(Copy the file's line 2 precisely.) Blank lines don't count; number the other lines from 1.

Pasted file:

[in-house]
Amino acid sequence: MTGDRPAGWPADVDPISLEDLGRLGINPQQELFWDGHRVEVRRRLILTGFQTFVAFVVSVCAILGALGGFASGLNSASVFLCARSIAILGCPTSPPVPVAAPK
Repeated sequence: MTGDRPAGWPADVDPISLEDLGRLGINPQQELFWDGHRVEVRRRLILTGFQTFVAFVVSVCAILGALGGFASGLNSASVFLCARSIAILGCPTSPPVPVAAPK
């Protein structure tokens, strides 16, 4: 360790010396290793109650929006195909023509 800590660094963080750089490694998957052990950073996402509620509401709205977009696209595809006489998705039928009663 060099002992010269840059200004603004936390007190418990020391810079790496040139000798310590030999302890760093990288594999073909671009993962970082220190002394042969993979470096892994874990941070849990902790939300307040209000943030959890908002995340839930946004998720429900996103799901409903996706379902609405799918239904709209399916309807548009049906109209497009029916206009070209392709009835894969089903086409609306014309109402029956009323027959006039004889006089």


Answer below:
Amino acid sequence: MTGDRPAGWPADVDPISLEDLGRLGINPQQELFWDGHRVEVRRRLILTGFQTFVAFVVSVCAILGALGGFASGLNSASVFLCARSIAILGCPTSPPVPVAAPK